Since opening the doors to his first gym a dozen years ago, David Barton has developed a cult following. As he continues to grow his brand in New York City and into Chicago, he sits on the steps of the old McBurney Y, a 100-year-old building that will soon house his third New York club, and talks about creating a successful experience and building a niche brand.

Pro: What makes David Barton Gyms a success in a tough market such as New York City?

Barton: To me it's about the experience. I remember the first gyms I belonged to where some guy cleared out a basement, put some weights in it and called it a gym. I loved those gyms because there was a real experience and a vibe to being there. That's the kind of feel I try to recreate in my gyms — updated, but with that energy. I keep trying to push forward. What I have done at this location (at the new club on the West Side of Manhattan) is different than eight years ago when I opened a club uptown. It comes down to really understanding the market. I built my club on the Upper East Side in the language of a 5th Avenue apartment so people would feel comfortable. It still has an edge and a twist to it but I wanted people to be able to go in and feel at home in the club by making it familiar. You have to think about it right down to the lighting, the music and the staff. They have to all fit. A gym is a multi-sensory experience and you have to keep all of it in mind when designing a space.

Pro: How did that experience begin?

Barton: What I set out to do initially in 1992 when there were a lot of chains and one-off bodybuilding chains was to update the business a little. We were still stuck in the 1980s and needed to move forward. I also wanted to start an alternative to the big chains. It has become sort of a counter-culture. We have become sort of an underground thing with a little bit of a subversive aspect to it right down to how I marketed it and whom I hired. There is a little bit of a cult following.

Pro: Talk a little about the cult status.

Barton: I don't sell to everybody, and I don't try to offer everything to everybody — I'll leave that to the big chains. What I do though is work my niche better than anybody can. My offerings are quantitatively fewer but qualitatively better than the competition. My training is the best, and we drive a lot of business there. One of my locations does $4 million in training alone.

Pro: That's a great personal training business. Is that due to marketing or something else?

Barton: It is a core value when someone comes in. We try to take them by the hand — whether they are going to train or not — and help them understand that there is a way to achieve their goals. I look at gyms as sales and marketing organizations. They make their money when they sell, not when they service someone. Our retention is very high and I think that is how we sell. If you can promise somebody something you can deliver, you are much better off in a year when it comes time to renew.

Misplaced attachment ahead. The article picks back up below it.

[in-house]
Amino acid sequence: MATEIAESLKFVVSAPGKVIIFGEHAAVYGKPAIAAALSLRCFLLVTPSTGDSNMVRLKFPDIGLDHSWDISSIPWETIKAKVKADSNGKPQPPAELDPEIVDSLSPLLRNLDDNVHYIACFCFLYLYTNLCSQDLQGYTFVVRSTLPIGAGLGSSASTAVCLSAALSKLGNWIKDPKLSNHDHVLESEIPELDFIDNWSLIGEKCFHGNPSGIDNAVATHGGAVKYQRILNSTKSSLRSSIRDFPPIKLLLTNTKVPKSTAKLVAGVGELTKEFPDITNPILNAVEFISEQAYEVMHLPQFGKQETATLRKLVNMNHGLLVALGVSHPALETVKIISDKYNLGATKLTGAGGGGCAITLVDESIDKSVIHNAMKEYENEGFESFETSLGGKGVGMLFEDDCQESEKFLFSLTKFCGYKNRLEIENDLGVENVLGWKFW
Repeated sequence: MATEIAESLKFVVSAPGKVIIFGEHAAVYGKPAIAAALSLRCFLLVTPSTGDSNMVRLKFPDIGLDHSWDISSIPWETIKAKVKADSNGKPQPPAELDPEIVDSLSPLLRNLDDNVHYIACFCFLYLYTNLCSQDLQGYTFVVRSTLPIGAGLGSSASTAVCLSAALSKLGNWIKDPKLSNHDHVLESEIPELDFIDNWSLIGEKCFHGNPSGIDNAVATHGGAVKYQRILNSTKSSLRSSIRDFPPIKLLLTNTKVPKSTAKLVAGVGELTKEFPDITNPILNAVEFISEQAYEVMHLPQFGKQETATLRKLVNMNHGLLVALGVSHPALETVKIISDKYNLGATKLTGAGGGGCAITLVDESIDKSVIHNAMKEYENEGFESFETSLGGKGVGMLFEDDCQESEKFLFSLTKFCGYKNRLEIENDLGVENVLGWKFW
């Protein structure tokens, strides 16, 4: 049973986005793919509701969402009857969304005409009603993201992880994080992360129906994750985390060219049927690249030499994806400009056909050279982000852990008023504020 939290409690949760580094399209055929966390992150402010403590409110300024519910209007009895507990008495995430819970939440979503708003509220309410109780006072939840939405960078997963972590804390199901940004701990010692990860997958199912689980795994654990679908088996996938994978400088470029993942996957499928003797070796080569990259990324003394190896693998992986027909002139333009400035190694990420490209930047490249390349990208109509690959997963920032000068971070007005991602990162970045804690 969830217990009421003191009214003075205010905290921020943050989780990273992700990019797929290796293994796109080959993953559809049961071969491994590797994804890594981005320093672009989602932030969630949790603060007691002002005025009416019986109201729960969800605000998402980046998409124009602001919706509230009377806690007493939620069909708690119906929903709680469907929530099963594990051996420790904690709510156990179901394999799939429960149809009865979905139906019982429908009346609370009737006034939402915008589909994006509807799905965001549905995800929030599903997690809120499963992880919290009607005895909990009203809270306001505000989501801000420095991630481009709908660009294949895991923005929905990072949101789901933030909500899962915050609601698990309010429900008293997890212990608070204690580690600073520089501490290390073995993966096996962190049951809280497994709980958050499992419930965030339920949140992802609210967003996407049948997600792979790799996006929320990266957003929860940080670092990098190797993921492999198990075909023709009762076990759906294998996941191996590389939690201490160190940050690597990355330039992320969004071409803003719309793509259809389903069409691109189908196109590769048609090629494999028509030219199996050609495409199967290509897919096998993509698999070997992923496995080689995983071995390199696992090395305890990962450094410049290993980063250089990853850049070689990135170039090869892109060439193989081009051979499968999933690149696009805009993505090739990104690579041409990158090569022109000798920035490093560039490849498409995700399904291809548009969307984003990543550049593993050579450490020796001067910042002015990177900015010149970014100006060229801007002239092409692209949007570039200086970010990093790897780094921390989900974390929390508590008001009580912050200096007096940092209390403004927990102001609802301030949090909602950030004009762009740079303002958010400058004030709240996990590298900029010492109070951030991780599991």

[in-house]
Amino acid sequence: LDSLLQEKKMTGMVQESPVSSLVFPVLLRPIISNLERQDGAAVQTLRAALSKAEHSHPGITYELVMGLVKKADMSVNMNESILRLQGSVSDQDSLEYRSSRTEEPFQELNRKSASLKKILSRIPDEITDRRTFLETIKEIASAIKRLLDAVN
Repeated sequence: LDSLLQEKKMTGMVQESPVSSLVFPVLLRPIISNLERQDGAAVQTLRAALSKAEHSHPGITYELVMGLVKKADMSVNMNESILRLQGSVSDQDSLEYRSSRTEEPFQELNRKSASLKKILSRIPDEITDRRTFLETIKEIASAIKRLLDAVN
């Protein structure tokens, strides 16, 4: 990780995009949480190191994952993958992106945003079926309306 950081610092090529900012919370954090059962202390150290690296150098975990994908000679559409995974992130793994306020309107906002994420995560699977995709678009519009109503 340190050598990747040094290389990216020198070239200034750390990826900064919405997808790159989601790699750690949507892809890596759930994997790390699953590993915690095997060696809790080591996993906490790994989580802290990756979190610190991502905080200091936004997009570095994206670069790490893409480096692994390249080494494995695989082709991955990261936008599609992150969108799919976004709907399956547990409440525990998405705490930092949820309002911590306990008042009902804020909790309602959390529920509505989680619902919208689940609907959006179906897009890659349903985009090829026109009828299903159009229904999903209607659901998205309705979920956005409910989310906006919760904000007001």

Pro: What is your retention rate?

Barton: We are in the 90-percent retention range. One of my gyms went six months without losing a single person that didn't move away or die. This is the town square, the living room, and it should be as comfortable as coming to my house for cocktails or dinner. Part of that is how we sell the member and part of that is to bend over backward to service the member.

Pro: What do you feel is the most important thing for a club to keep in mind today to be successful?

Barton: I think people deserve to have the body of their dreams. I'm a trainer and I got into this business to help people achieve their goals. As gym owners, we have to commit to helping people change their bodies. I think someone will have a better life if they come to my gym. They are going to be a better artist, better businessperson, a better everything because they feel healthy and happy.

Pro: What do you feel is a shortcoming in the industry today?

Barton: Everything is so cookie-cutter. It gets to be like Burger King…what makes the space special?

You have to think of this business as part entertainment. Details become part of the experience. You have to make the club a really rich part of somebody's life. I'm trying to fill a role in people's lives.

I don't know that [club owners] realize the role they have and try to build that experience. You have to provide a place that [members] like going to and are inspired by. You have to get their hearts beating before they get on the treadmill. I don't see much of that out there. What I see are clubs with primary colors, neon lights. What are people doing to really give people a place that they love going to workout?

Pro: As you have grown through the years, what has been the most challenging part?

Barton: I'm the only guy left without the name of a big corporation or private equity firm on my door. It's tough when you're a one-man band like I am. You know the financial world is going to be very unforgiving. I can't afford to make a mistake. I can have one success after another, but it would take one mistake to make it very hard to get financing. There isn't a large company to fall back on.

When I opened my first gym, I knocked on hundreds of doors to raise money. I was a trainer and got a couple of people to kick in a few dollars, but it was up to me to save money. But today when I knock on the bank and investor doors, it is still my name that is out there and they see my track record.

That first gym cost a couple of hundred thousand dollars to open — which I could never do again — and made $1 million in profit the first year. I have been lucky to have a very successful business model and been able to finance my projects based on that.